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New Balkan Turbulence Challenges Europe

Courtesy of Renaud Camus/Flickr. (CC BY 2.0)

This article was originally published by International Crisis Group on 28 April 2017.

The Balkans was best known for minority problems. Today, the most bitter conflicts are between parties that appeal to majority ethnic communities. As recent turbulence in Macedonia shows, Eastern Europe could face new dangers if majority populism ends the current stigma against separatism for oppressed small groups.

The trouble in the Balkans today is not Russian meddling, though there is some of that, but a special case of the malaise afflicting Eastern Europe: unchecked executive power, erosion of the rule of law, xenophobia directed at neighbours and migrants and pervasive economic insecurity. The pattern varies from country to country but is palpable from Szczecin on the Baltic to Istanbul on the Bosporus. The countries of the Western Balkans – Albania, Bosnia and Herzegovina, Kosovo, Macedonia, Montenegro, and Serbia – have long tended to follow patterns set by their larger, more powerful neighbours. They are doing it again.

The ability of the European Union (EU) to fix problems in the Balkans is hamstrung when the same troubles persist within its own borders, sometimes in more acute form. Take erosion of democratic norms: Hungary over the past decade has slid from 2.14 to 3.54 on Freedom House’s “Nations in Transit” democracy score (lower is better). Poland’s decline is more recent but equally steep. Croatia is also backsliding. Almost all the Western Balkan states are declining, too, but more slowly.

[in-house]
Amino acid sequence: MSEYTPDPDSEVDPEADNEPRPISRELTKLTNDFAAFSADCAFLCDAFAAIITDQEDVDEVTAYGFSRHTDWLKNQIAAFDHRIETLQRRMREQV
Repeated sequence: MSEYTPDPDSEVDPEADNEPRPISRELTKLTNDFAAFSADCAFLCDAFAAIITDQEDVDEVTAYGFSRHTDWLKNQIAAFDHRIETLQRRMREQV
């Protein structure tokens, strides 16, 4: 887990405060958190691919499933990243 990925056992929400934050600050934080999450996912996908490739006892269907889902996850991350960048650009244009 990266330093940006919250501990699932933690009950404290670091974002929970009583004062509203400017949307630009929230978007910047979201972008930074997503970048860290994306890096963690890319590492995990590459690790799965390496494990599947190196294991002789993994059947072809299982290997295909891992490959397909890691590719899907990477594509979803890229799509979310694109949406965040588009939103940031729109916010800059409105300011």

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Is the EU Losing the Western Balkans? What Local Experts Think

The EU-flag in Serbia. Image: Jonathan Davis/Flickr

This article was originally published by the European Council on Foreign Relations on 5 August, 2015.

No business as usual in the Western Balkans

The Western Balkans remain Europe’s unfinished business, not only for the continuing stalemate in Bosnia or tensions in Macedonia and Northern Kosovo, but also because broader geopolitical developments shaping the EU’s neighbourhood are materialising in this region too – and in ways that could be detrimental to European interests.

Tensions and perception of a stalemate in the Balkans are enhanced by “the five year freeze”, while emerging forms of rule are at odds with the EU’s founding tenets and the integration narrative. Indeed, the same competition of models, that we see in other parts of Europe, which pits more or less pluralist democracies against populists or illiberal democracies in the mould of Viktor Orban or even “Putinism”, is played out in the Western Balkans too, with uncertain outcomes for this fragile region. Ironically, in the very part of the world where the EU is in the lead and where its influence, through its transformative power, should be at its most potent, local experts concur that the EU is no longer the leading actor and that its leverage has decreased. » More